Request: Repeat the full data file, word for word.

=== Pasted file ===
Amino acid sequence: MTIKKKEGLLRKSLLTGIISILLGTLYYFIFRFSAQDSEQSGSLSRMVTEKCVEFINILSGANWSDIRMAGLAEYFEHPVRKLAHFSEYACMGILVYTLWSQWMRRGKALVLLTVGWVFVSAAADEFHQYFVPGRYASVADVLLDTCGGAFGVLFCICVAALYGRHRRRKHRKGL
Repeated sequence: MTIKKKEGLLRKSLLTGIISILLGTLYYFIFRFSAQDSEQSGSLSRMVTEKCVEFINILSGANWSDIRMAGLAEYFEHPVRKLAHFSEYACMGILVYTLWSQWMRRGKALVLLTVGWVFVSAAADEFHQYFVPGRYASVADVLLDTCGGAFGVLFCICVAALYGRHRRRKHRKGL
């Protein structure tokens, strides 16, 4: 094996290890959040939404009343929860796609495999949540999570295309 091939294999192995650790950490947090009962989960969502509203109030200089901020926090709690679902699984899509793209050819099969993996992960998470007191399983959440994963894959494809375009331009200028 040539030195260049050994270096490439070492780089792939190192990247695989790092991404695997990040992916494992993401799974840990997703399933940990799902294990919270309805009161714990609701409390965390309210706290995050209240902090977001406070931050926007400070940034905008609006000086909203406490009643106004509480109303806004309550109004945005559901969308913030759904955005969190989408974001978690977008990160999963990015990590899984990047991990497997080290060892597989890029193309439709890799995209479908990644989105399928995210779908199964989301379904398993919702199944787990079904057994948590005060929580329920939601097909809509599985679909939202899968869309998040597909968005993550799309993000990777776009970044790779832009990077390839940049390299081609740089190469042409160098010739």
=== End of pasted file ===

Amino acid sequence: MTIKKKEGLLRKSLLTGIISILLGTLYYFIFRFSAQDSEQSGSLSRMVTEKCVEFINILSGANWSDIRMAGLAEYFEHPVRKLAHFSEYACMGILVYTLWSQWMRRGKALVLLTVGWVFVSAAADEFHQYFVPGRYASVADVLLDTCGGAFGVLFCICVAALYGRHRRRKHRKGL
Repeated sequence: MTIKKKEGLLRKSLLTGIISILLGTLYYFIFRFSAQDSEQSGSLSRMVTEKCVEFINILSGANWSDIRMAGLAEYFEHPVRKLAHFSEYACMGILVYTLWSQWMRRGKALVLLTVGWVFVSAAADEFHQYFVPGRYASVADVLLDTCGGAFGVLFCICVAALYGRHRRRKHRKGL
């Protein structure tokens, strides 16, 4: 094996290890959040939404009343929860796609495999949540999570295309 091939294999192995650790950490947090009962989960969502509203109030200089901020926090709690679902699984899509793209050819099969993996992960998470007191399983959440994963894959494809375009331009200028 040539030195260049050994270096490439070492780089792939190192990247695989790092991404695997990040992916494992993401799974840990997703399933940990799902294990919270309805009161714990609701409390965390309210706290995050209240902090977001406070931050926007400070940034905008609006000086909203406490009643106004509480109303806004309550109004945005559901969308913030759904955005969190989408974001978690977008990160999963990015990590899984990047991990497997080290060892597989890029193309439709890799995209479908990644989105399928995210779908199964989301379904398993919702199944787990079904057994948590005060929580329920939601097909809509599985679909939202899968869309998040597909968005993550799309993000990777776009970044790779832009990077390839940049390299081609740089190469042409160098010739």